Specify which throttling reasons should be ignored. You can provide a comma separated list of reasons. For example, specifying ‘HW_SLOWDOWN ,SW_THERMAL’ would ignore the HW_SLOWDOWN and SW_THERMAL throttling reasons. Alternatively, you can specify the integer value of the ignore bitmask. For the bitmask, multiple reasons may be specified by the sum of their bit masks. For example, specifying ‘40’ would ignore the HW_SLOWDOWN and SW_THERMAL throttling reasons.

Valid throttling reasons and their corresponding bitmasks (given in parentheses) are:


  • SW_THERMAL (32)

  • HW_THERMAL (64)

  • HW_POWER_BRAKE (128)


Enable early failure checks for the Targeted Power , Targeted Stress, and Diagnostic tests. When enabled, these tests check for a failure once every 5 seconds (can be modified by the –check-interval parameter) while the test is running instead of a single check performed after the test is complete. Disabled by default.


check interval

Specify the interval (in seconds) at which the early failure checks should occur for the Targeted Power, Targeted Stress, SM Stress, and Diagnostic tests when early failure checks are enabled. Default is once every 5 seconds. Interval must be between 1 and 300



Specify a number of iterations of the diagnostic to run consecutively. (Must be greater than 0.)


Ignores the rest of the labeled arguments following this flag.

Configuration File

The DCGM Diagnostics (dcgmi diag) configuration file is a YAML -formatted text file controlling the various tests and the execution parameters.

The general format of the configuration file is shown below:

spec: dcgm-diag-v1
  - name: GPU-name
    id: GPU part number
      test_parameter1: value
      test_parameter2: value
      test_parameter1: value
      test_parameter2: value

A standard configuration file for H100 would look like below:

spec: dcgm-diag-v1
  - name: H100 80GB PCIe
    id: 2331
      is_allowed: true
      starting_matrix_dim: 1024.0
      target_power: 350.0
      use_dgemm: false
      is_allowed: true
      use_dgemm: false
      target_stress: 15375
      is_allowed: true
      target_stress: 15375.0
      use_dgemm: false
      is_allowed: true
        min_pci_generation: 3.0
        min_pci_width: 16.0
        min_pci_generation: 3.0
        min_pci_width: 16.0
      is_allowed: true
      l1cache_size_kb_per_sm: 192.0
      is_allowed: true
      matrix_dim: 8192.0
      is_allowed: true
      minimum_bandwidth: 1230000
      is_allowed: true

Usage Examples

Custom Configuration File

The default configuration file can be overridden using the -c option.

$ dcgmi diag -r 2 -c custom-diag-tests.yaml

where desired tests and parameters are included in the custom-diag-tests.yaml file.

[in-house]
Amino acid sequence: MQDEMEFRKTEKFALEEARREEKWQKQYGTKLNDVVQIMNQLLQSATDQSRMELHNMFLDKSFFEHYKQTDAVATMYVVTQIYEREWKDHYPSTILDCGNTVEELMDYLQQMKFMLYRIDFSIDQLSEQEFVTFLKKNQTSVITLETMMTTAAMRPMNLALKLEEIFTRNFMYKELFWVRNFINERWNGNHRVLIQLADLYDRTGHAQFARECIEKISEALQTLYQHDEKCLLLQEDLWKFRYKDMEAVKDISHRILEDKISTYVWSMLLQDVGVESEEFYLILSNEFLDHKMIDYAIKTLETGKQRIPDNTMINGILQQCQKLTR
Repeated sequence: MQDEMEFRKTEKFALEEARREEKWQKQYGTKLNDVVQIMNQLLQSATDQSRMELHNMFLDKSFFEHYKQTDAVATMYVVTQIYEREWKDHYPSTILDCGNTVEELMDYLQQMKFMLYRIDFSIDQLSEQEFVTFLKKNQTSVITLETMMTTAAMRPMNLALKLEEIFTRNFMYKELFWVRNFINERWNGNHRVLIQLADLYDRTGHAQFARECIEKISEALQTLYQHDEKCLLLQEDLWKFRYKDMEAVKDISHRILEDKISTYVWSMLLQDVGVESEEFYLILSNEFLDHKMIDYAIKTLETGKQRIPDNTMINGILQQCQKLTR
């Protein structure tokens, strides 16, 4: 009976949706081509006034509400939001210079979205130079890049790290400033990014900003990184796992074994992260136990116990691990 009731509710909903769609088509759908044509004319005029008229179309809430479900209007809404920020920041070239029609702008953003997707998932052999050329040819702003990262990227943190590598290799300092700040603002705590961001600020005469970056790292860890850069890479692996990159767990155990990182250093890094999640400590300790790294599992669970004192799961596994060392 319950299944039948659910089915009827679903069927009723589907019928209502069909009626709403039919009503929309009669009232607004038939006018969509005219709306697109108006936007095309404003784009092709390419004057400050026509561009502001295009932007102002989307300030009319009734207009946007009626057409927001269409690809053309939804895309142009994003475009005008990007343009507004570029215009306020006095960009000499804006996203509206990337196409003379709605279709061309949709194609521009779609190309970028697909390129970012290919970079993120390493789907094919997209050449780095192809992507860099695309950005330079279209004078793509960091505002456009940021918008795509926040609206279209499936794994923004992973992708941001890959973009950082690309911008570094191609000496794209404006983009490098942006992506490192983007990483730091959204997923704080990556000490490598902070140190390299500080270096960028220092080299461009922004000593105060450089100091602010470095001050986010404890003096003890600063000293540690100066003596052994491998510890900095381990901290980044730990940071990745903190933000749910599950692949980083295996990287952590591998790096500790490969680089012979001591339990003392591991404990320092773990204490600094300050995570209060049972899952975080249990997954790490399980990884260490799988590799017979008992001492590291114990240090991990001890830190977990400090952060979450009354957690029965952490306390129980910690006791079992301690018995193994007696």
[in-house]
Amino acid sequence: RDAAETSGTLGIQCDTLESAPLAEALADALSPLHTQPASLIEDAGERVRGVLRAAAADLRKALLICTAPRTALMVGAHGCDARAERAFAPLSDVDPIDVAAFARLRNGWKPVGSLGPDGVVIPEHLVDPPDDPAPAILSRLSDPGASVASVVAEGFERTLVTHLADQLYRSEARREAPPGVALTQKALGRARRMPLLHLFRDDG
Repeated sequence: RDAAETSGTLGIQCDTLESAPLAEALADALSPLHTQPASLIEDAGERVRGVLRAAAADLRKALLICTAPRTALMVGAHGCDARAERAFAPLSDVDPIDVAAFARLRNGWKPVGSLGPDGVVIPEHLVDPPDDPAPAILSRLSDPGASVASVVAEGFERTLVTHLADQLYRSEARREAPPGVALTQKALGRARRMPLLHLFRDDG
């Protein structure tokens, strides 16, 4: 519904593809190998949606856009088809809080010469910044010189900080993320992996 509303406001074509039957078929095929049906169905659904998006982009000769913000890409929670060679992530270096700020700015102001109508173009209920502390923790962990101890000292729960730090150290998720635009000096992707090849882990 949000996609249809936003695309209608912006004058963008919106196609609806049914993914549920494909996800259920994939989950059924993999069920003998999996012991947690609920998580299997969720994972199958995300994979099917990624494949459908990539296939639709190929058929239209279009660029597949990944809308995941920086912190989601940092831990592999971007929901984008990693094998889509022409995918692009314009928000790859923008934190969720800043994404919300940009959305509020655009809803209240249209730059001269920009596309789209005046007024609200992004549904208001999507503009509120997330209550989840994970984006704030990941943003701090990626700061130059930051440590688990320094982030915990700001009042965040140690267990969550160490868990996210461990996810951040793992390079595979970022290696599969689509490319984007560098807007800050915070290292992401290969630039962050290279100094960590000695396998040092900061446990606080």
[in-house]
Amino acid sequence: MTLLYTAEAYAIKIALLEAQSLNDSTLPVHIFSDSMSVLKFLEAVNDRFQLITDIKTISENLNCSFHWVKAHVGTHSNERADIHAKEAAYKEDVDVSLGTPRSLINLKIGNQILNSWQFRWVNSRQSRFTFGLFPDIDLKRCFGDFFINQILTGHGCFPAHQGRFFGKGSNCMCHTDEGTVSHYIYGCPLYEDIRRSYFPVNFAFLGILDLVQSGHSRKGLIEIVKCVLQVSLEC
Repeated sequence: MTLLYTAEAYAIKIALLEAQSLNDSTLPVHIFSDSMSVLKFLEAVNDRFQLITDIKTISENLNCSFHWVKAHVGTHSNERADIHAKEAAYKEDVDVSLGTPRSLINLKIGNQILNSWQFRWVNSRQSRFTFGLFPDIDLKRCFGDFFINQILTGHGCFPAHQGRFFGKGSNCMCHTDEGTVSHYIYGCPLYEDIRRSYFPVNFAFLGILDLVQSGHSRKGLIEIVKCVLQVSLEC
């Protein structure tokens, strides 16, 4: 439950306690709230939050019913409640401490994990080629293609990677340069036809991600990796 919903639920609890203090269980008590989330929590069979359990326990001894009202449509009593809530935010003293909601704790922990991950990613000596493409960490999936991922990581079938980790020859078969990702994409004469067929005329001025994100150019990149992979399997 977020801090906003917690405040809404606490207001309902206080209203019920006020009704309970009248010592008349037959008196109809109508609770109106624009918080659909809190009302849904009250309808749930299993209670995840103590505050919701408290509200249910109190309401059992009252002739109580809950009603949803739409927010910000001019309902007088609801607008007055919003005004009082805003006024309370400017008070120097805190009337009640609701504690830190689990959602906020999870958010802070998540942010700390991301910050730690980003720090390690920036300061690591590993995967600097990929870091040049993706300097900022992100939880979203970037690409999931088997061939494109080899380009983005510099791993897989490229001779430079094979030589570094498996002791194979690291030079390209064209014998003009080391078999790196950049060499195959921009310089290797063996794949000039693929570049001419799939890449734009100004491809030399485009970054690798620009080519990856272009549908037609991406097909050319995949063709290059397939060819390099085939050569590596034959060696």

Tests and Parameters

Specific tests and parameters can be directly specified when running diagnostics:

$ dcgmi diag -r targeted_power -p targeted_power.target_power=300.0


DCGM also supports running tests suites in loops using the --iterations option. Using this option allows for increasing the runtime duration of the tests.

$ dcgmi diag -r pcie --iterations 3


By default, DCGM emits debugging information into logs that are stored under /var/log/nvidia-dcgm/nvvs.log.

DCGM also provides a JSON output of the results of the tests, which allows for processing by various tools.

$ dcgmi diag -r pcie -j
     "category" : "Integration",
     "tests" :
                     "name" : "PCIe",
                     "results" :
                                     "gpu_ids" : "0",
                                     "info" : "GPU 0 GPU 0 GPU to Host bandwidth:\t\t20.39 GB/s, GPU 0 GPU 0 Host to GPU bandwidth:\t\t27.99 GB/s, GPU 0 GPU 0 bidirectional bandwidth:\t24.79 GB/s, GPU 0 GPU 0 GPU to Host latency:\t\t1.482 us, GPU 0 GPU 0 Host to GPU latency:\t\t1.546 us, GPU 0 GPU 0 bidirectional latency:\t\t2.963 us",
                                     "status" : "Pass"

Overview of Plugins

The NVIDIA Validation Suite consists of a series of plugins that are each designed to accomplish a different goal.

Deployment Plugin

The deployment plugin’s purpose is to verify the compute environment is ready to run CUDA applications and is able to load the NVML library.


  • LD_LIBRARY_PATH must include the path to the CUDA libraries, which for version X.Y of CUDA is normally /usr/local/cuda-X.Y/lib64, which can be set by running export LD_LIBRARY_PATH=/usr/local/cuda-X.Y/lib64

  • The Linux nouveau driver must not be running, and should be blacklisted since it will conflict with the NVIDIA driver

Configuration Parameters

None at this time.

Stat Outputs

None at this time.


The plugin will fail if:

  • The corresponding device nodes for the target GPU(s) are being blocked by the operating system (e.g. cgroups) or exist without r/w permissions for the current user.